Abjection research: Abject Art – The Tate

“Abject art is used to describe artworks which explore themes that transgress and threaten our sense of cleanliness and propriety particularly referencing the body and bodily functions”

content found on: http://www.tate.org.uk/learn/online-resources/glossary/a/abject-art

The term abjection refers to ‘the state of being cast off’. The abject has been researched and documented by various writers and is described as an:

 “complex psychological, philosophical and linguistic concept developed by Julia Kristeva in her 1980 book Powers of Horror. She was partly influenced by the earlier ideas of the French writer, thinker and dissident surrealist, Georges Bataille. Kristeva herself commented: ‘refuse and corpses show me what I permanently thrust aside in order to live’. In practice the abject covers all the bodily functions, or aspects of the body, that are deemed impure or inappropriate for public display or discussion.”

The abject has a strong feminist context, in that female bodily functions in particular are ‘abjected’ by a patriarchal social order. In the 1980s and 1990s many artists became aware of this theory and reflected it in their work. In 1993 the Whitney Museum, New York, staged an exhibition titled Abject Art: Repulsion and Desire in American Art, which gave the term a wider currency in art.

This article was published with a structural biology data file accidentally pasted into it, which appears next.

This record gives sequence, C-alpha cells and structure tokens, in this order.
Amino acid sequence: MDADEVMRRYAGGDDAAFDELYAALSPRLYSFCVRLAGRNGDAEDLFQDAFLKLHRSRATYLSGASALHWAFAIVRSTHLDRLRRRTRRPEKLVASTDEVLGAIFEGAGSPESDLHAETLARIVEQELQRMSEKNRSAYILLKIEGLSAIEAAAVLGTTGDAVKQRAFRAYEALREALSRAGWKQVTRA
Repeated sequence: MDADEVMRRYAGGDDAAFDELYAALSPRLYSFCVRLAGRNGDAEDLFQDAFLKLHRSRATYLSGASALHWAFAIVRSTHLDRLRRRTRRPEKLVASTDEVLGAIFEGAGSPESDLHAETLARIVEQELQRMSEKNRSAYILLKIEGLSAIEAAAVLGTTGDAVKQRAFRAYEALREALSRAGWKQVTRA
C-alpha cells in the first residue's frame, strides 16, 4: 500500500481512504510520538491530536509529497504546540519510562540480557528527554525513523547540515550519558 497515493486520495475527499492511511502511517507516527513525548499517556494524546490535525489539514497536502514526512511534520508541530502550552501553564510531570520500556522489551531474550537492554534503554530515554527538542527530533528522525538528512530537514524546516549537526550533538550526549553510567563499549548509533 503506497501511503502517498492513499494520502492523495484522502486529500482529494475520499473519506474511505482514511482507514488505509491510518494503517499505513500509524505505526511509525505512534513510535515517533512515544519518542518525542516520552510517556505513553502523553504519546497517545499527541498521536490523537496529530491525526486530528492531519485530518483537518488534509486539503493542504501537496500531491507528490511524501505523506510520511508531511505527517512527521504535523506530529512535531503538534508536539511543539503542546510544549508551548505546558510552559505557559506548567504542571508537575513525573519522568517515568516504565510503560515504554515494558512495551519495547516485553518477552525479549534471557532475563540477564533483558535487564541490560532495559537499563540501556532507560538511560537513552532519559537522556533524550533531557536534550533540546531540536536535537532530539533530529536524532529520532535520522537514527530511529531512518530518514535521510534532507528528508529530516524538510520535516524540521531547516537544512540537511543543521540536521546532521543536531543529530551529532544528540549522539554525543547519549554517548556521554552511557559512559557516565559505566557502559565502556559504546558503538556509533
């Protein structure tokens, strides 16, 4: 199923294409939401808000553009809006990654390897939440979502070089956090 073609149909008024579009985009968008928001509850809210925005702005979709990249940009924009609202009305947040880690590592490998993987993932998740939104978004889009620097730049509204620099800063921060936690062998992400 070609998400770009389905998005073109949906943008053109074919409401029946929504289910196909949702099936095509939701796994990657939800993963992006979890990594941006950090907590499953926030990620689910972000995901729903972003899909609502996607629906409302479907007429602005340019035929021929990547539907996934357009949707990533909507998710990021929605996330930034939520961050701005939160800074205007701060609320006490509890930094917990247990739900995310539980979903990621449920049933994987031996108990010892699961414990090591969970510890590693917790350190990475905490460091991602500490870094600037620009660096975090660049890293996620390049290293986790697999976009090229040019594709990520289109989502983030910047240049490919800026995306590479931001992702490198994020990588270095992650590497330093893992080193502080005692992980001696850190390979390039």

Cindy Sherman is seen as a key contributor to the abject in art, as well as many others including Louise Bourgeois, Helen Chadwick, Paul McCarthy, Gilbert & George, Robert Gober, Carolee Schneemann, Kiki Smith, Sarah Lucas and Jake and Dinos Chapman.

Image content:
Piero Manzoni
Artist’s Shit 1961
Tin can with paper wrapping with unidentified contents
object: 48 x 65 x 65 mm, 0.1 kg
Purchased 2000© DACS, 2002

Jake Chapman, Dinos Chapman
Exquisite Corpse 2000
Etching on paper
image: 228 x 78 mm
Purchased 2000
© Jake and Dinos Chapman

Sarah Lucas
Chicken Knickers 1997
Photograph on paper
image: 426 x 426 mm
Purchased 1998© Sarah Lucas


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